Yesterday I spent the whole day sorting out photographs from previous trips and reading through my scibbled travel notes. I came across some fantastic photos of my son and husband taken in the Troodos mountains. These date back from a trip of the island we did two years ago. My son was living in Athens at the time, it was Christmas, we wanted to travel and see the island so he agreed to meet us in Pathos as it was easy for him to fly from Athens to Limassol and then get a bus to Pathos.
Pathos was only a base really, somewhere to sleep. Although, the town itself and surounding area was very nice I can never stay put for long, always having itchy feet so within 24 hours from picking my son up, we hired a car and went into the mountains. The Troodos mountains have always fascinated me. Okay, I know they are not the higest mountains in the world but they certainly have a great beauty especially when the sun sets. The orange glow that circulates and forms shadows over the different peaks is a wonderful sight especially when mingled with the bright white carpets of snow that cover the mountain range.
Cyprus is the most densely wooded area in the Mediterranean due to the afforestation programme which began during colonial rule. In the woods around Mount Olympus, the island's highest mountain, there is a wide range of nature trails from which to choose. In my view, the most beautiful of these paths winds for two hours through various vegetation zones of the mountain, at the same time providing an insight into the geology of the region. The path runs from the Troodos forest station along a mountain stream to the idyllic Caledonian Falls and then on to sleepy Platres - a pleasant spot even at the height of summer and the Christmas holiday (this is a popular time for the locals to visit after Christmas Day). When I was there the snow was thick on the ground and looking out into the distance at the mountain range I couldn't tell where the fluffy clouds ended and the snow covered mountain tops started. Forest tracks through deserted terrain lead to Kykko, the richest monastery on Cyprus and close to where Achbishop Makarios is buried. Then it is on to to the forest station at Stavros tis Psokas. To cover this route in a hired car will take around two days that is without any long walks. Obviously you can just go out for a ride in the hills and return to your base but once I am on the road I like to keep going until I have surveyed the whole area. We spent two days hiking in the mountains and stayed over night at a wonderful hotel which you will be able to read about in my journal.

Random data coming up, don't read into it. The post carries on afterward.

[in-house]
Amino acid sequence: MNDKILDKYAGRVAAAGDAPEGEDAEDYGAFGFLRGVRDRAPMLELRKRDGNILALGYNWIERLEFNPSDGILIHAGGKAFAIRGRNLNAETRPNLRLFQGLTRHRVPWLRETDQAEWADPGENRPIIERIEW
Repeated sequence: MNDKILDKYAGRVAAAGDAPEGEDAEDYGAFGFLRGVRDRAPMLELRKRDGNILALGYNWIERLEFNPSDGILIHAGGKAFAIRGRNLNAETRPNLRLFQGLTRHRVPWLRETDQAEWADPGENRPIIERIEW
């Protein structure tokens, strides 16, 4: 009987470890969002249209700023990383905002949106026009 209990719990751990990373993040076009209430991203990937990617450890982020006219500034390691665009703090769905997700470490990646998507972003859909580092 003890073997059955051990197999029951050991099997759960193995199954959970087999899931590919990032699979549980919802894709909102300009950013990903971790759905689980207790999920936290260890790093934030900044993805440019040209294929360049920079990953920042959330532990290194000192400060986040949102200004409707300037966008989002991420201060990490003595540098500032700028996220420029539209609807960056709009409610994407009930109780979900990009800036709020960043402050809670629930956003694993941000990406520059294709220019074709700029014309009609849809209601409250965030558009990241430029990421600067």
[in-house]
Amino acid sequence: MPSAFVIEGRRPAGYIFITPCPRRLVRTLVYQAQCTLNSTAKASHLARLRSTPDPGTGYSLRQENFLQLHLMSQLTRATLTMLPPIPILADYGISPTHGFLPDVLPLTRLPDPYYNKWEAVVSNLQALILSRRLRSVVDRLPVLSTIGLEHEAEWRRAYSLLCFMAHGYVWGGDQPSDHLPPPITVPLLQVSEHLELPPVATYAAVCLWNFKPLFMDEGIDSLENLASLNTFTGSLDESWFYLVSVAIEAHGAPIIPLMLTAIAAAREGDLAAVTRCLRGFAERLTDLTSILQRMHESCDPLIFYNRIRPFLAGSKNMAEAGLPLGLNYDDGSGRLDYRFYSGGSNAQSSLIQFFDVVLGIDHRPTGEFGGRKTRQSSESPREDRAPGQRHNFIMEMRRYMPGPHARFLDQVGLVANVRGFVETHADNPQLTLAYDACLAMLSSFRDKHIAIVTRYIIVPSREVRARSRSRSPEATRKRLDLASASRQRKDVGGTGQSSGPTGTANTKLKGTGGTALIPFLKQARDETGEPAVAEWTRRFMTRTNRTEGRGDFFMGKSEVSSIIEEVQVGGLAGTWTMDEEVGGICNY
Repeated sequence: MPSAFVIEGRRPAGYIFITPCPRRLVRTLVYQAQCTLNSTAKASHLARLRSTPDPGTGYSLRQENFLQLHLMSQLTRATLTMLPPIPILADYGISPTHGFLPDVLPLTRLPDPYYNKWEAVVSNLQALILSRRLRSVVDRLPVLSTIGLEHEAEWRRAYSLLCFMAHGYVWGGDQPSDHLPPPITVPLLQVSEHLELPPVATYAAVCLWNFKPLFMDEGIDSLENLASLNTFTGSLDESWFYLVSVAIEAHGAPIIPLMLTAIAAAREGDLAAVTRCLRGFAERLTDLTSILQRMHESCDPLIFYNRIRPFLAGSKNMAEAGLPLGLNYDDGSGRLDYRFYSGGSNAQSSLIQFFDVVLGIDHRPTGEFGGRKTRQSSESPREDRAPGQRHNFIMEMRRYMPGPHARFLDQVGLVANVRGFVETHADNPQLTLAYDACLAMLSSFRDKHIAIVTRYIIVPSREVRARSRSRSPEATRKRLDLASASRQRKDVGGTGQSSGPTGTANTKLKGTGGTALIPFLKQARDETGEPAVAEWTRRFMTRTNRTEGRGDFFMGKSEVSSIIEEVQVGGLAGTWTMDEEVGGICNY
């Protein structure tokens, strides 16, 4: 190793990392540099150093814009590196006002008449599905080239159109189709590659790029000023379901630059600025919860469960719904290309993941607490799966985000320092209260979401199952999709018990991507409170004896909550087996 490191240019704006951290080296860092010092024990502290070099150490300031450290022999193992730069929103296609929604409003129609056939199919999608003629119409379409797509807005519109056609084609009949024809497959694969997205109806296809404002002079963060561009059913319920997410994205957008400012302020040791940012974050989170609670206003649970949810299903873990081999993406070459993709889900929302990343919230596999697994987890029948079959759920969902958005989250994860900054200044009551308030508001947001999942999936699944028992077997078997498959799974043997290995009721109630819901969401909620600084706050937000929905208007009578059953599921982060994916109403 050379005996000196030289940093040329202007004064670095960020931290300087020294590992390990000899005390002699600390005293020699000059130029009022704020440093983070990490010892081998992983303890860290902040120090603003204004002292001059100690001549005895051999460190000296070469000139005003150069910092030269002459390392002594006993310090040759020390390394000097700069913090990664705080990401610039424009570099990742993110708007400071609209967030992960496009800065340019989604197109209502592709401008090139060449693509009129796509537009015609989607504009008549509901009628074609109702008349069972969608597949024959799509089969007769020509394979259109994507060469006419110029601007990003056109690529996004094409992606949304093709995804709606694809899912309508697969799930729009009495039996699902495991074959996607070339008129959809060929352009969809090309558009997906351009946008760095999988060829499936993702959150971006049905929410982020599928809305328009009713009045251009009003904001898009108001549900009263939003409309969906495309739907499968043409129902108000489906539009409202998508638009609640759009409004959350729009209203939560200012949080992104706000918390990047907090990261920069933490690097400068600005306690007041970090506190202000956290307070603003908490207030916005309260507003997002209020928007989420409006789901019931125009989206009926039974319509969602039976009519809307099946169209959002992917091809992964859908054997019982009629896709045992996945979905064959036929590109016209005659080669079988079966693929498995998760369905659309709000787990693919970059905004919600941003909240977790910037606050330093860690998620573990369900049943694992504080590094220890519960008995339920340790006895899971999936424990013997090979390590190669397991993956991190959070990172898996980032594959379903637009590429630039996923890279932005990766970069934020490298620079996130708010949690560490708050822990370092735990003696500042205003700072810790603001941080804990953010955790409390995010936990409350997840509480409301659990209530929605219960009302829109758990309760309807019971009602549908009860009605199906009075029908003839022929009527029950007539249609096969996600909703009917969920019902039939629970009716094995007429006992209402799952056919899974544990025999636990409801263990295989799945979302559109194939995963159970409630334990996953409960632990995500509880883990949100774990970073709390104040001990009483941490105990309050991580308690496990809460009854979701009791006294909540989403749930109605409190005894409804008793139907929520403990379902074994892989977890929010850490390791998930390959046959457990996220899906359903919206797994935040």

Another area which I found interesting if a little sad is the countryside around the abandoned Turkish villages of Souskiou in the sparsely populated Diarizos valley. Here you will see many derelict properties which serves as a reminder of the horrors suffered by the inhabitants during the civil war. In some ways it reminds me of the area travelling by car/bus from Orebic (Croatia) to Mostar. Desolate and forgotten.
I really can't recommend The Troodos mountains enough. It is a special mountain area; green, beautiful, tranquil and when the mist falls has a dreamlike quality. As you make your decline down the mountain region as the sun is setting it is like you are all alone in an imaginary land.
Out of all the places I have visited I was pleasantly surprised with Cyprus and the Troodos. The island was more beautiful than I expected and the mountains left a lasting impression. The people of Cyprus are warm, friendly and extremely laid back which are admirable qualities. Highly Recommended.
I will also say that it is very cheap and easy to rent a small car in Cyprus. You just go and pick up the keys and drive off - no paperwork or interrogation or fuss over credit cards. You don't even have to take it back to where you hired the car from - you leave it at your hotel/ accommodation or at the airport. They do the rest. Talk about being laid back - Brilliant.